When the onchange event is fired, it will send the contents of the input box to the ajaxCheck function.

3. This function will use the ajax $.post function provided through jQuery to send the str value to the server using asynchronious http calls. (note: you can write this yourself or use jQuery). Notice how the controller registration is called and routed to the checkID function. The checkID function queries the database and then returns a value that indicates what was found. These values are:
Current (the email is registered), Invalid (the email is not valid email account), True (user is not registered but in our contact list), False (user is not registered).

4. Finally it puts these values into a json array structure and sends it back to the javascript function that called it.

echo json_encode(array("returnValue"=>$value,"idValue"=>$id));

5. The callback function will have access to these two variables: data.returnValue and data.idValue;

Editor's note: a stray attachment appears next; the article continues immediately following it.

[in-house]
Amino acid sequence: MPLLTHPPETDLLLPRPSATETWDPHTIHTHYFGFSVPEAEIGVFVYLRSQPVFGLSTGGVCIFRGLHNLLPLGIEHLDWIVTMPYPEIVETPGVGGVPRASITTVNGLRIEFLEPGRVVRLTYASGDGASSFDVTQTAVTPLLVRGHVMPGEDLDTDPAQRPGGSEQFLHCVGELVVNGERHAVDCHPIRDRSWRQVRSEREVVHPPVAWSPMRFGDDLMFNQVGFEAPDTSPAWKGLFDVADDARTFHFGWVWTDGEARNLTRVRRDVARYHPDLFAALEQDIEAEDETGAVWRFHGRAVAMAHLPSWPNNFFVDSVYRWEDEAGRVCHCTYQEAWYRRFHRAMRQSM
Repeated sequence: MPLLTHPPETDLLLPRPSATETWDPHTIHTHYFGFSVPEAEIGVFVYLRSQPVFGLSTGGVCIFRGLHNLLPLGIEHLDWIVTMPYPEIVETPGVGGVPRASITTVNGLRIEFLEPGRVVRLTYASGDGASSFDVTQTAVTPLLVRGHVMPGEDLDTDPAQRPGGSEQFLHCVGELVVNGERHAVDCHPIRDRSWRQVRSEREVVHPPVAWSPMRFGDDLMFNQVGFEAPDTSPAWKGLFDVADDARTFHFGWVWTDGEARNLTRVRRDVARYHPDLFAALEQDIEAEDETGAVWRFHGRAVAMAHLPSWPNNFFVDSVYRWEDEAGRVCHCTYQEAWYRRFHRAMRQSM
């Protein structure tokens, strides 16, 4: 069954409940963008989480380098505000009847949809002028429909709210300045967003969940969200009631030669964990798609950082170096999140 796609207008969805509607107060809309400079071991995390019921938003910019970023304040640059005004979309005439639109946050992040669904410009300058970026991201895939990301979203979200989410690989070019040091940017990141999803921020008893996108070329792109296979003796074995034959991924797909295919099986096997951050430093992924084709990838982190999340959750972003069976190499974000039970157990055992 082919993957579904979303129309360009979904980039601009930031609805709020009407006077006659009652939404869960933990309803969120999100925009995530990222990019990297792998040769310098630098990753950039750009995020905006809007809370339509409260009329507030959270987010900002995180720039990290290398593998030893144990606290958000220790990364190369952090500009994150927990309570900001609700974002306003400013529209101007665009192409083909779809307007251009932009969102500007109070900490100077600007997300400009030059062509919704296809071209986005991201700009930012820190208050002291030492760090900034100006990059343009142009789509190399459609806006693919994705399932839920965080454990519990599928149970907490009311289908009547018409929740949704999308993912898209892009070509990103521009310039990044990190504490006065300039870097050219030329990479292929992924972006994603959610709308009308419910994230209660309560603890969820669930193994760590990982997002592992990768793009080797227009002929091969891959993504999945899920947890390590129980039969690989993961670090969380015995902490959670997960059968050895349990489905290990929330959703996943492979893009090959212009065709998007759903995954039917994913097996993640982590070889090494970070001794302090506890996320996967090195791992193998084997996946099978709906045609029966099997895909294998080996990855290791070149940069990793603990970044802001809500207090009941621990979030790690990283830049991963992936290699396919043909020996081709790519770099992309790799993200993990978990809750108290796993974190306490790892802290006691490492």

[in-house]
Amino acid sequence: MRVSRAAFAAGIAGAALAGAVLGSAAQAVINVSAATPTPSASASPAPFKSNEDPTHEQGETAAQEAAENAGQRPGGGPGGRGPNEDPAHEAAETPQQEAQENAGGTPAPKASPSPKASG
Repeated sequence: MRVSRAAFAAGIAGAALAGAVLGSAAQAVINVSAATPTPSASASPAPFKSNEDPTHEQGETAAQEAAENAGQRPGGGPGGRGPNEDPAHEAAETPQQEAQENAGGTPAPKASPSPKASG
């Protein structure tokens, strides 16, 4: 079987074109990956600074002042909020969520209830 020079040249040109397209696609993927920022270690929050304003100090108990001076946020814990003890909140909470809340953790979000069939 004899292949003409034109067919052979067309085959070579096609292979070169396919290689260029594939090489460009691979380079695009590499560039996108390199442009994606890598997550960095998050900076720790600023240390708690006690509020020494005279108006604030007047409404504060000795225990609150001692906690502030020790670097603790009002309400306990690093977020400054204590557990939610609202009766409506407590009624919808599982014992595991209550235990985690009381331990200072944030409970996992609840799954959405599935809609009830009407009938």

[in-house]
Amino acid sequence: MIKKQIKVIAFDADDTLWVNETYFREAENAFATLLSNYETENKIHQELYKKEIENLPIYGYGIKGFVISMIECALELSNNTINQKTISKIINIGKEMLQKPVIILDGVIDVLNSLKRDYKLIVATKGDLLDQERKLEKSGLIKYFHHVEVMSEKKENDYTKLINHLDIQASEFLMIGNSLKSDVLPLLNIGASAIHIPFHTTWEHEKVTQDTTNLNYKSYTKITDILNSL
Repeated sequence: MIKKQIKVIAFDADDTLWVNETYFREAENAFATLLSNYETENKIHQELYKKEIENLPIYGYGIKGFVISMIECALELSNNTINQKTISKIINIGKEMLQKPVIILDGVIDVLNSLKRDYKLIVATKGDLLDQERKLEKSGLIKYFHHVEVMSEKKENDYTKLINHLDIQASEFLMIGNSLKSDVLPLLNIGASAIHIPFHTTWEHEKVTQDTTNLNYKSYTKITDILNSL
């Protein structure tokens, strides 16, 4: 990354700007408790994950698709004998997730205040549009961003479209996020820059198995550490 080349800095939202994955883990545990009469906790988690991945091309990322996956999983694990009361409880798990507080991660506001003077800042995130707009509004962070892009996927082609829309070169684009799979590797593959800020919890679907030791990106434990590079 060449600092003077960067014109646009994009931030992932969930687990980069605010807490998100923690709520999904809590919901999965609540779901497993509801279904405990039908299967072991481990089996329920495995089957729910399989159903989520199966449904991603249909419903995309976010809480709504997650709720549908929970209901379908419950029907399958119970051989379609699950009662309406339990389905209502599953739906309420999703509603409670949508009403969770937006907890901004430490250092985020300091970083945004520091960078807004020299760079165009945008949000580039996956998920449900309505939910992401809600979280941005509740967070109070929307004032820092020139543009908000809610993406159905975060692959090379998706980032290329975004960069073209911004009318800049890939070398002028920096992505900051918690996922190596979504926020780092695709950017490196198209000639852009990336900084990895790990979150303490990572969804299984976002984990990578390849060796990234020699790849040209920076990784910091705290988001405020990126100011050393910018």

With this information it can update the web page as appropriate. Use jQuery functions to rewrite elements and the page will not need to do a complete refresh.

The view file:

<script src="<?=base_url()?>/_lib/js/ready.js" type="text/javascript"></script>

<script >
function ajaxCheck(str) {
    //called by email input box
        { sendValue: str },

        function(data) {
            //this is the callback function that will receive the results from the php function on the server
            $success = data.returnValue;
            $newid = data.idValue;
            switch ($success ) {
                case 'current':
                    //user is registered for the year
                    $('#displayMsg').text('You are already registered for 2011. Sign in to edit');
                    var href = jQuery(location).attr('href');
                    //var tmpString = '<p><a href="'+href +'/unregister/'+$newid +'"> Unregister </a> for the workshop.</p>';
                case 'true':
                    //user is not registered yet, but they are in the rolls